Miliband accused of pandering to prejudice with immigration broadcast

By staff writers
6 Mar 2013

Labour leader Ed Miliband has been accused of pandering to UKIP and anti-immigration prejudice with his party political broadcast yesterday evening (6 March 2013).

Mr Miliband claimed in his broadcast message that he favours "diversity", but he then said that "millions of people in this country are concerned about immigration" and on that basis promised to "reduce" the numbers of "low skilled" migrants coming into the country.

He also proposed "maximum transitional controls" on workers from new European Union countries, a reference to scare stories about an unmanageable influx of people from Romania and Bulgaria stirred up by the far right and tabloid newspapers.

In the recent Eastleigh by-election, for example, UKIP suggested to voters that more than half of Bulgarians might come to Britain.

While the Labour leader's call to enforce the minimum wage, encourage language studies and crack down on unscrupulous employers who exploit migrant workers will be welcomed by people who work to support them, the overall tenor of the broadcast has upset those who oppose scapegoating immigrants for country's austerity-driven woes.

Scottish political activist and musician Pat Kane quickly took to Twitter to denounce "dog-whistle immigration crap from Ed Miliband", while controversial comedian Frankie Boyle accused him of using the party political broadcast "to chase the votes of racists."

"By declaring that low-skilled immigration is 'too high', Miliband risks entering a war he cannot win," observed political commentator George Eaton.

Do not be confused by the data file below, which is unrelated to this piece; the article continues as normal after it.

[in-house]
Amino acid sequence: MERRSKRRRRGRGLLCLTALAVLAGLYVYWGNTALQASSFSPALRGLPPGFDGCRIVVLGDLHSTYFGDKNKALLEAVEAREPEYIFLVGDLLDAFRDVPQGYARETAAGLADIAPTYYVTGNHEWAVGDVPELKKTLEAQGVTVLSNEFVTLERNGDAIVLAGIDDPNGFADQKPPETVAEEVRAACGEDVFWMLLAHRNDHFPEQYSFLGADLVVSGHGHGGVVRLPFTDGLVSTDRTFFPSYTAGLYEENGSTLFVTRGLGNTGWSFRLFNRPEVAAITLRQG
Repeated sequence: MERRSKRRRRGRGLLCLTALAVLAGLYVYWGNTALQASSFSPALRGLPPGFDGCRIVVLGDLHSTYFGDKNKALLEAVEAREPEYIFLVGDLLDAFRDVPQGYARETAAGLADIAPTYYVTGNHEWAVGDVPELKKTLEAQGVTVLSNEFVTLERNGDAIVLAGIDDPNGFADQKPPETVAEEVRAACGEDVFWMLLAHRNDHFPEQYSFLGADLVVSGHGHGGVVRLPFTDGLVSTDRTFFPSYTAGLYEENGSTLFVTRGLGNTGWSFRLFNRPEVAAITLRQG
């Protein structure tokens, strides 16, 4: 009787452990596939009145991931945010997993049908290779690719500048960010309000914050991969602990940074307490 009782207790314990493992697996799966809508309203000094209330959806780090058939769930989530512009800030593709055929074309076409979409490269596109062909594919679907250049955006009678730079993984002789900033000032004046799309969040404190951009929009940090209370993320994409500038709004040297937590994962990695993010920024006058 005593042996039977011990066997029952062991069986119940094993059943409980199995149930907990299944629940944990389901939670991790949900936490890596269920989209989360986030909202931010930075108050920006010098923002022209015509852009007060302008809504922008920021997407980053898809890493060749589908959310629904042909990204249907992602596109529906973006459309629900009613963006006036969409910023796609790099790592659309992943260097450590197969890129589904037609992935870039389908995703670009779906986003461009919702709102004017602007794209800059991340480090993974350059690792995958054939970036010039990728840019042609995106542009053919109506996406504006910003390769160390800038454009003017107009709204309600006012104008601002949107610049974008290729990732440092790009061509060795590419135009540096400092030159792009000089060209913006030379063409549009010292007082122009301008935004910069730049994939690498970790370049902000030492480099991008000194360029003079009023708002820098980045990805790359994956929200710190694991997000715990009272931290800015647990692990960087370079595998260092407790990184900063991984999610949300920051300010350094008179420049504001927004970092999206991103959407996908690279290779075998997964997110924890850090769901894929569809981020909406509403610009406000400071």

Labour MP Diane Abbott asked, "Is Labour tackling immigration? Or just pandering without offering concrete solutions?" It is, she said on Twitter, "Pointless trying to outdo UKIP."

As if to prove the point, the Daily Express newspaper, which has been criticised for running a constant stream of unpleasant anti-immigrant stories, declared that "Labour must never again be trusted on immigration", despite Mr Miliband's "tough talk".

Writing in the News Statesman magazine, Ms Abbott declared yesterday: "Anti-immigrant fervour is actually a proxy for economic discontent and will inevitably rise in a recession. ... Immigrants don't cause low wages; unregulated labour markets and predatory employers do."

Her article, timed ahead of this evening's Party Political Broadcast, was entitled 'There must be no right turn on immigration' and made the case that "there is no path to victory for Labour through the thickets of anti-immigrant politics".

She expressed confidence that "Ed Miliband knows this", but critics say that the Labour leader's comments in the Broadcast suggest that he does not.

Mehdi Hasan, political director of The Huffington Post UK, contested Mr Miliband's claim that "it's not prejudice when people worry about immigration". He responded that "concerns" rather than facts are "what seems to drive the immigration debate (or what passes for a debate) in this country."

Mr Hasan cited an international survey carried out by Transatlantic Trends. Asked to estimate the proportion of foreign-born people living in the UK, the average guess was 29.4 per cent. The true figure, according to OECD data is 10.8 per cent - lower than Germany, Spain, the Netherlands, Canada and the USA. When informed of that, the proportion of British respondents thinking the number was "too many" fell.